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Above All, Love Yourself


Photo by Raquel Lyons/Mass Media Contributor.

Imagine this: you’ve taken an exam in one of your classes, didn’t feel so great about it, and upon getting  the results back, your worst fears are answered. You did terribly and you begin to chastise yourself about the bad grade.

“You’re such an idiot.” “How could you screw this up?” “You’re a failure.” “You can’t do anything right.”

Sound familiar?

Now, imagine it was a friend of yours that came to you with the bad grade. Would you call them an idiot, a failure, or tell them they can’t do anything right?

Most likely, no, you wouldn’t. You’d probably remind them that they’ll do better next time, advising them to adopt some better studying habits. Perhaps you would try to get their mind off of the subject matter.

How can we treat others in a “top notch” way while we beat ourselves up?

In truth, I don’t know the answer. I can assure you that it’s a normal and common experience to treat ourselves poorly, even though we share kindness with those around us.

Maybe it has to do with our expectations, our ideals, or how much quicker the negative self-talk comes to us than positive self-talk. Whatever it may be, I’m here to tell you that there are ways for you to increase your positive self-talk and practice some much needed self-love.

What is self-love? Well, it’s all about treating yourself kindly, gently, with forgiveness, with understanding, and some genuine love. It’s about giving yourself some slack when you make a mistake, recognizing that all humans make mistakes. It’s about loving yourself when you just want to tear yourself apart.

Sounds huge, right? But don’t worry; there are small things we can all do each day to choose self-love over self-hate.

The first step is to be cautious of using self-hate talk.

If you notice that you’re thinking in “all or nothing” terms—catch yourself, call yourself out on it, and try to look for the shades of gray instead.

For instance, let’s say I had a twenty-page reading to do. If I got through only, say, five pages and found myself using cognitive distortion, such as the all or nothing approach, I begin to discredit myself because I didn’t do all twenty pages of the reading. I may start thinking about how the whole world is going to implode because I didn’t finish the assignment. Then I may call myself an idiot or a failure (personal attacks on myself that will decrease my sense of self-worth), which will propel me towards feeling guilty and lousy. I might even go off and procrastinate, processing those feelings for the rest of the day.

Not a very productive or healthy cycle, is it?

What might that look like if I wanted to practice self-love instead?

Well, to continue with the example above, let’s imagine that I caught myself trash talking and calling myself an idiot. I can take a moment to say, “Hey Raquel, sounds like you’re being pretty harsh with yourself. I mean, you DID read five pages. Yesterday, you weren’t able to. That is amazing. In fact, you are amazing! Maybe I just need a new song to listen to while I work on this assignment.”

Now, this change won’t happen right away, but that’s what practice and experience may one day provide you: a list of how awesome and amazing you are.

Other ways of practicing self-love include treating yourself with positive self-care. This means taking initiative on getting enough sleep, eating enough food, getting in some exercise, keeping our appointments, and making it to class.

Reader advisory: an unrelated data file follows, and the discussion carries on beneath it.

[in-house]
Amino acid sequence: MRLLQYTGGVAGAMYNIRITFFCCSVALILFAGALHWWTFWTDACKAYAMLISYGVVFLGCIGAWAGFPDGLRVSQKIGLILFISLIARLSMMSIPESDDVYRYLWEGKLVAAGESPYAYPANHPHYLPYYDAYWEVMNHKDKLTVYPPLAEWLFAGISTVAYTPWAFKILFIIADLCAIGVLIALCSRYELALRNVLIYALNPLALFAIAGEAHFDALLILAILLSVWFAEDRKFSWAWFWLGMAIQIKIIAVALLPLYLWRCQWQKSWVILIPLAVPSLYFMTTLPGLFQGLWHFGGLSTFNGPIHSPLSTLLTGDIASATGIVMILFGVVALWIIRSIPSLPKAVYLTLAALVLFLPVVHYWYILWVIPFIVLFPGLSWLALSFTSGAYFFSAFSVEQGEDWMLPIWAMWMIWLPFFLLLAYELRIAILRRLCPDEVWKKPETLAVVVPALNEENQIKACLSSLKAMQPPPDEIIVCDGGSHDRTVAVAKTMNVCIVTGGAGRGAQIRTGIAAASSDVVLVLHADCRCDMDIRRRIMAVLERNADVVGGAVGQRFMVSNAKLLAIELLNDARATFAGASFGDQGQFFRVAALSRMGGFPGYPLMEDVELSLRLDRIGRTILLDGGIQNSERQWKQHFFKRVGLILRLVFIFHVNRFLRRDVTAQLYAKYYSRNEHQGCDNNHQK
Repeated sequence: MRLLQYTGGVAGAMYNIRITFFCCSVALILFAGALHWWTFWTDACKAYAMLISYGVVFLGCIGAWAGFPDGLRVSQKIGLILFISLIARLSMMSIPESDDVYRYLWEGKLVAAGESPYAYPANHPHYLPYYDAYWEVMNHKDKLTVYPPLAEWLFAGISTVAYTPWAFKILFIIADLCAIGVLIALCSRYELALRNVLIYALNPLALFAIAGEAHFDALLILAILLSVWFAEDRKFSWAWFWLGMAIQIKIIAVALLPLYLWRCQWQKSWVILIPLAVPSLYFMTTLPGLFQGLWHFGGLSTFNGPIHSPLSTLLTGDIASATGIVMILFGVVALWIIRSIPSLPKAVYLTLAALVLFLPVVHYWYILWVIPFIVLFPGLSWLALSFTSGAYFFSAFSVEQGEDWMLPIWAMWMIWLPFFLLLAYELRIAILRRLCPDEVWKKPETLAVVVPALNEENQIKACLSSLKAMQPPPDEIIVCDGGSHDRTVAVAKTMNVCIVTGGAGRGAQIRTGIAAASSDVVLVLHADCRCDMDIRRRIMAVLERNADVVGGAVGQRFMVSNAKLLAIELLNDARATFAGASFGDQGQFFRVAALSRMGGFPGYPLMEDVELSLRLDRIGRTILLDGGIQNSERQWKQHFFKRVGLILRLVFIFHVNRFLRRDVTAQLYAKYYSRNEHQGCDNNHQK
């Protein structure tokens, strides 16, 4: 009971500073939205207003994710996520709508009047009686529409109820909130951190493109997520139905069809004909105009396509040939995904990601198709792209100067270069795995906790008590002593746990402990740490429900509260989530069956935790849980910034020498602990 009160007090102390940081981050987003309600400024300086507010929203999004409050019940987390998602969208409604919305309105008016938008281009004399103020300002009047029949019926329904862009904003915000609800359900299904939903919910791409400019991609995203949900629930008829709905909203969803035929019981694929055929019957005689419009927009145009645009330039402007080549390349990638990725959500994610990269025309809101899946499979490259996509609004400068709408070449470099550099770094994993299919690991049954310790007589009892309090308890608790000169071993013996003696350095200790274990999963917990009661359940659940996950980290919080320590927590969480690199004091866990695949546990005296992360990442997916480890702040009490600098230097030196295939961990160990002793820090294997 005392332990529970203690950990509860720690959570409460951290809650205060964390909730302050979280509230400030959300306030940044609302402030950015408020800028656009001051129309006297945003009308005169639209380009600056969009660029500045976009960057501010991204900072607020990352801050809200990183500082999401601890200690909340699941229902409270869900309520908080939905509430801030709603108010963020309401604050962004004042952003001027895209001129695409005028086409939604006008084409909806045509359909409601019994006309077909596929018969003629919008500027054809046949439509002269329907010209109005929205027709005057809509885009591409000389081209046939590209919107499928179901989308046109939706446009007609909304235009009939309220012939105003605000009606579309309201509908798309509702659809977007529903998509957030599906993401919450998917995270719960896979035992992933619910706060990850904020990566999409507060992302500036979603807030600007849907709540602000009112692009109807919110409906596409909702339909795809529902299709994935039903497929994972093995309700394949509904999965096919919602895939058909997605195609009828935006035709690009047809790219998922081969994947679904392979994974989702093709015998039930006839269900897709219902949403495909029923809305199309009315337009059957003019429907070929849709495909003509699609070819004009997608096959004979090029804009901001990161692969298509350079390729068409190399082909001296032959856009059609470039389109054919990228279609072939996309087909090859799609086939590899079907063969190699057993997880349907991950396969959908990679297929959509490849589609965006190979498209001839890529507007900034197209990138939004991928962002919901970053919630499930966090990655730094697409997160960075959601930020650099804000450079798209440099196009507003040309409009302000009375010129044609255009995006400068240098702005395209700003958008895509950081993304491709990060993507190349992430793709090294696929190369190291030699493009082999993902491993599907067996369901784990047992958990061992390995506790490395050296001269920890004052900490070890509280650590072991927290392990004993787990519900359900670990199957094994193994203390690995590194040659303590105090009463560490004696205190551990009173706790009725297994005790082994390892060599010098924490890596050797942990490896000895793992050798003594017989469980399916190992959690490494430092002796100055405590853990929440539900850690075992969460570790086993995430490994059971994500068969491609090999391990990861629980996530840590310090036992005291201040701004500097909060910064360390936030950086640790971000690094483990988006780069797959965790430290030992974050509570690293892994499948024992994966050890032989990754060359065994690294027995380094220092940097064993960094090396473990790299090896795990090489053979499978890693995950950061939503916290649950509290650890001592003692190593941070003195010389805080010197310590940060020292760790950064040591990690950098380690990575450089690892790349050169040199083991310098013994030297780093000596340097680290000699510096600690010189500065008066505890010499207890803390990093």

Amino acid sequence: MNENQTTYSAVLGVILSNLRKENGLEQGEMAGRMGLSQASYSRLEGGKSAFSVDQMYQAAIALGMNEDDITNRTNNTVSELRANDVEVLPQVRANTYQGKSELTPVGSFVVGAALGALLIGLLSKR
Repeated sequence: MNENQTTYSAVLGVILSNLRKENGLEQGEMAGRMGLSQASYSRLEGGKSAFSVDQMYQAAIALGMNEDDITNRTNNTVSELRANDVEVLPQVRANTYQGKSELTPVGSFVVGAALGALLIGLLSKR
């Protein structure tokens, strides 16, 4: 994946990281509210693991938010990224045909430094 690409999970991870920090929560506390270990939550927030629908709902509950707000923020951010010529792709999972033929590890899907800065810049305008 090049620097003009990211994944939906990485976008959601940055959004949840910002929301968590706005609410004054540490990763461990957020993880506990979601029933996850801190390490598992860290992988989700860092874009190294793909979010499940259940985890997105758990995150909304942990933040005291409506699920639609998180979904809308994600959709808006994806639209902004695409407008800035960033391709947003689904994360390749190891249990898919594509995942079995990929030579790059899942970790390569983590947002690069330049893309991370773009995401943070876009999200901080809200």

Next, we’ll want to employ some positive coping strategies. A  few can be artwork, talking with a friend, coloring, volunteering, taking a bath, or buying something small and nice for yourself.

This last tip was mentioned in an article about self-love I found online by Elise Curtin. One day, I needed to practice some self-love after a tough day. I bought a new book to read at a little bookshop set up at South Station. That worked pretty well for me since it was a book I found interesting, artsy, and would continue to help get my mind off the parts of life that were bugging me. It was a nice, simple self-love treat!

We need to remember to be kind to ourselves. When we catch ourselves slipping into negative self-talk, we can instead realign our thinking to, “Well, I made a mistake, and as a human being, we all make mistakes. Next time, I’ll do better by doing X, Y, and Z.”

Or we can remind ourselves that in the large scheme of life, a numerical grade really doesn’t matter all that much. I mean, if I got hit by a bus tomorrow, I wouldn’t be upset about my GPA. My GPA is far less significant compared to my life. I’d be more concerned with having been hit by a bus than that numerical output.

Another interesting strategy from the article I read is to have words or phrases painted on stones.

I bought two stones, one inscribed with the word “courage,” the other, “healing.” Oftentimes, I carry these stones around with me. I find them helpful and cheery to look at when I’m going through a tough time. They remind me of my journey and the courage I’ve taken along with me, as well as the healing I’m continually expanding upon.

Plainly put, at the end of the day, they are some things one holds on to. If you’ve ever felt suicidal, you’ll know how dire and important it is to have something to hold onto for one more day (or hour, or minute, or second).

Lastly, I will end this article by briefly discussing a self-love activity I learned from one of my hospitalizations. The activity depicts imagining yourself hurt. Then, you imagine a kinder self. The kinder self then speaks soothingly to your hurting self, treating them gently and kindly. At the end, the two selves hug it out.

Be kind and be gentle—not only to others, but especially to yourself. You’re the only you you’ve got!
Stay safe, everyone.